Why did Jesus Christ come to earth?

If I could suggest one article for everyone reading this to look at, it would be this one entitled “Accepting the Atonement of Jesus Christ.” While I certainly learn and grow from sharing my thoughts on this blog, nothing I share is particularly unique; I really just strive to share some of my beliefs, and some of the Gospel as I understand it, in hopes of reaching out to those who don’t quite understand my faith. The article linked above is more than my ramblings can offer- it is clarity and authority on the most important subject known (or unknown) to man.

In the Christian world, we often talk about being more like Jesus Christ. Frequently, we’ll choose an attribute or teaching of Jesus Christ to emulate, and work toward understanding it and practicing it in our lives. Currently, I’m attempting to study charity, or “the pure love of Christ.” In so doing I hope to find ways to obtain more of this attribute, and ways to exercise it in my life to the benefit of all around me, and to the benefit of my own soul.

But what I find is that I fall short. And so this week, with my own goals in mind and with Easter upon us, I asked myself “what are the reasons that Jesus Christ came to the earth?” His entire life was a grand act of charity, culminating in the ultimate sacrifice, the atonement.  Jesus Christ died for us, so that we might be freed from the burden of sin, and capable of returning to our Heavenly Father.

Jesus Christ also lived for us. He could have perhaps accomplished the atonement in some other way, without the public ridicule, torture, and abuse. But he did not. He came among His covenant people, and lived. He was born among them. He grew up among them. When he was of age, he taught among them, healed them, and worked with them. He organized His church among them. He showed them “a more excellent way.”

Jesus Christ lead by example. When we strive to obtain the attributes of Christ, do we stop and realize with gratitude that we are following an example, a pattern that was set forth in clarity and with humility and purpose? We see through a glass, darkly, and yet because of Christ’s charity, we don’t always have to walk in darkness. We have someone to follow.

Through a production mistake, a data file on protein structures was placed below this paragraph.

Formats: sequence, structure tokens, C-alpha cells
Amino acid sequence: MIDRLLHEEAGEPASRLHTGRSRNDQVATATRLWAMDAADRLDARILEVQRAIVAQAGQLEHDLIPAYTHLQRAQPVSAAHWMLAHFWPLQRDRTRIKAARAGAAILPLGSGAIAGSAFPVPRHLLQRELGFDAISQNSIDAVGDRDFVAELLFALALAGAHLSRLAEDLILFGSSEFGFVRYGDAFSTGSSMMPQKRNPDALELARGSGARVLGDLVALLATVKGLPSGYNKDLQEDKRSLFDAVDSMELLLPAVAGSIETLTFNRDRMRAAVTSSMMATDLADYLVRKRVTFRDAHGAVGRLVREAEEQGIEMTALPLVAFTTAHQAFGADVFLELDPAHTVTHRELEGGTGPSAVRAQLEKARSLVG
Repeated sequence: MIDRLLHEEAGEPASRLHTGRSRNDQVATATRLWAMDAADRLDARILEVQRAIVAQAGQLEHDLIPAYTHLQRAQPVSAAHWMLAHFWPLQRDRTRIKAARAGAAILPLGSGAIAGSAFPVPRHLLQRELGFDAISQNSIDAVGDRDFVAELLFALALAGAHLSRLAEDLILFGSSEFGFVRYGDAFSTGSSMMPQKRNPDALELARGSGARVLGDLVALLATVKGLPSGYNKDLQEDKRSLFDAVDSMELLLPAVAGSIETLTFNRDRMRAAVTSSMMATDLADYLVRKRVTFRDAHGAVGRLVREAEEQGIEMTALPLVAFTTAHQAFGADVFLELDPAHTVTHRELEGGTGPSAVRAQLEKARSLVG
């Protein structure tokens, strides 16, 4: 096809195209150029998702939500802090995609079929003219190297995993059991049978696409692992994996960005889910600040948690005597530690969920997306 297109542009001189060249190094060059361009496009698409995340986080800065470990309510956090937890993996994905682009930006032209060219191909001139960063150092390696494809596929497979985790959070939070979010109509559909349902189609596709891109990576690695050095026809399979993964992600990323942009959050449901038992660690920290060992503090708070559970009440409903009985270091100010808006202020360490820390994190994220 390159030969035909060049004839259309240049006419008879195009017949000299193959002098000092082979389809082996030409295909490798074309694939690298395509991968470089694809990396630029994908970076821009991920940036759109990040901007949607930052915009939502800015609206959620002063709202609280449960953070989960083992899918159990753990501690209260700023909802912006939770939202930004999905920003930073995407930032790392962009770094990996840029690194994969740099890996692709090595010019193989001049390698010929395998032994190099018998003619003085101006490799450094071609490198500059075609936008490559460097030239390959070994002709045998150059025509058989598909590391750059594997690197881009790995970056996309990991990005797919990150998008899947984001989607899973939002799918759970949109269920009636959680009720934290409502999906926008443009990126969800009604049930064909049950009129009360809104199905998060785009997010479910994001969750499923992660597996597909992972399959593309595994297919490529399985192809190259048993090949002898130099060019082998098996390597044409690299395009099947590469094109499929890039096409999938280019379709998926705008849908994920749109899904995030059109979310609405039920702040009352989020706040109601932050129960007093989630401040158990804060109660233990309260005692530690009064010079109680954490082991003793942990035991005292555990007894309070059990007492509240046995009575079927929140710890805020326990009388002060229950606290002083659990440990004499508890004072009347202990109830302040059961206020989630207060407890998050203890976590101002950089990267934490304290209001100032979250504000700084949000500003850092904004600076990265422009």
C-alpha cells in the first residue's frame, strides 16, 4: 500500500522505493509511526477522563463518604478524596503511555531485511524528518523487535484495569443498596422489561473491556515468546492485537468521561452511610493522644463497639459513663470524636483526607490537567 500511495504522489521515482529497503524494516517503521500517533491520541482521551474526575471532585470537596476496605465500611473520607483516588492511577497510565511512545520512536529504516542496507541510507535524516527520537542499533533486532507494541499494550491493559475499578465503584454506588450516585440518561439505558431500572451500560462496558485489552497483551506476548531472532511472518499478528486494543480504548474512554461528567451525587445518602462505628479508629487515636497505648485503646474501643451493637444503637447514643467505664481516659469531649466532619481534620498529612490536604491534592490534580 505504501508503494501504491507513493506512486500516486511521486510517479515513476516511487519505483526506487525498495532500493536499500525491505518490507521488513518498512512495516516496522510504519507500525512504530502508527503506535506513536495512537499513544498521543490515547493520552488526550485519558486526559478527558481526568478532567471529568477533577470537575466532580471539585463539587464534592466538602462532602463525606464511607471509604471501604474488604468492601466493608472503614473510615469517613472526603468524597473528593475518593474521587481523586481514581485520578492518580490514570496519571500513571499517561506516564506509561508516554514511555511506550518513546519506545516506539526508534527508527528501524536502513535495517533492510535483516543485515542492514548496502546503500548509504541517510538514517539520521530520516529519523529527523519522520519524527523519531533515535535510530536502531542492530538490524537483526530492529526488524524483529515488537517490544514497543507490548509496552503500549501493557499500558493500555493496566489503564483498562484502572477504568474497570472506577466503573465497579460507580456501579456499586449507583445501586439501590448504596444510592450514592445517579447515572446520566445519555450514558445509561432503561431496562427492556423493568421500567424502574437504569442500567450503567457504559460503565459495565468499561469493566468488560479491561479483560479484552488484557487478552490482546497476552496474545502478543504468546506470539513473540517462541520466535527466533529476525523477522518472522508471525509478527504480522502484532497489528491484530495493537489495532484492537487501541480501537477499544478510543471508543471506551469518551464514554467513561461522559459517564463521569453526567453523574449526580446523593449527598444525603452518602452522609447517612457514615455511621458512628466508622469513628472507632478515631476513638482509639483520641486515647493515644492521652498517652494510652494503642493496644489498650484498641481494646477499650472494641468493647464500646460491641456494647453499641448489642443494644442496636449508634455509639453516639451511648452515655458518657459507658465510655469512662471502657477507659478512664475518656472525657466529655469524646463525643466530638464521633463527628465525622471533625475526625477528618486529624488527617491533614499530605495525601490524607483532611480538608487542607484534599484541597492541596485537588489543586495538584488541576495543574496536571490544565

As I celebrate Easter, in spite of my failings and shortcomings, I want to remember that Christ came to this earth not only to die for my sins, but to show me how to live. I want to keep His teachings forever in my sight, and always strive to live up to them. That will include picking myself up, sometimes day after day, month after month, or even year after year, and try to do better.

I am thankful that in all of this, I am not alone. I know that Jesus Christ Himself has an interest in seeing me succeed, and that He will help me through the Holy Spirit. I pray the same for everyone else out there that has any desire whatsoever to do better or be better than they are.

Charity, the pure love of Christ

1 Though I speak with the tongues of men and of angels, and have not charity, I am become as sounding brass, or a tinkling cymbal.

2 And though I have the gift of prophecy, and understand all mysteries, and all knowledge; and though I have all faith, so that I could remove mountains, and have not charity, I am nothing.

3 And though I bestow all my goods to feed the poor, and though I give my body to be burned, and have not charity, it profiteth me nothing.

Paul taught the church exactly how important charity is. I honestly can’t read his words without being moved, nor without pondering on the absolute magnitude of what he says. Certainly as Christians, we desire to have faith, understanding, knowledge, and prophecy. What follower of Christ wouldn’t like to have the faith necessary to do all things for Him, even moving mountains if needed? And yet we could perhaps have all of those things, and if we didn’t have love, we would be nothing.

And what true follower of Christ doesn’t strive to help the poor, and give up their time and energy and resources to do what Christ asks of them? And yet if we do all of this without love, we are nothing.